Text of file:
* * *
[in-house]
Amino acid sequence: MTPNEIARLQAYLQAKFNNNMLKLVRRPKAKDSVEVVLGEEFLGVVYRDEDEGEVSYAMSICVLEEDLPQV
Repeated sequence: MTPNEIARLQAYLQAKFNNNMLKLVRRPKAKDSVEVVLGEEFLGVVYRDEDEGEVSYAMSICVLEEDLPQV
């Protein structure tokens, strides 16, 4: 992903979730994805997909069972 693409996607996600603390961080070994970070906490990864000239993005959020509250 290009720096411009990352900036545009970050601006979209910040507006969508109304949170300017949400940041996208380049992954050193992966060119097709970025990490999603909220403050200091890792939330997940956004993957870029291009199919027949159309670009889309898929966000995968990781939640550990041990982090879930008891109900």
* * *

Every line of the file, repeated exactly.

[in-house]
Amino acid sequence: MTPNEIARLQAYLQAKFNNNMLKLVRRPKAKDSVEVVLGEEFLGVVYRDEDEGEVSYAMSICVLEEDLPQV
Repeated sequence: MTPNEIARLQAYLQAKFNNNMLKLVRRPKAKDSVEVVLGEEFLGVVYRDEDEGEVSYAMSICVLEEDLPQV
């Protein structure tokens, strides 16, 4: 992903979730994805997909069972 693409996607996600603390961080070994970070906490990864000239993005959020509250 290009720096411009990352900036545009970050601006979209910040507006969508109304949170300017949400940041996208380049992954050193992966060119097709970025990490999603909220403050200091890792939330997940956004993957870029291009199919027949159309670009889309898929966000995968990781939640550990041990982090879930008891109900």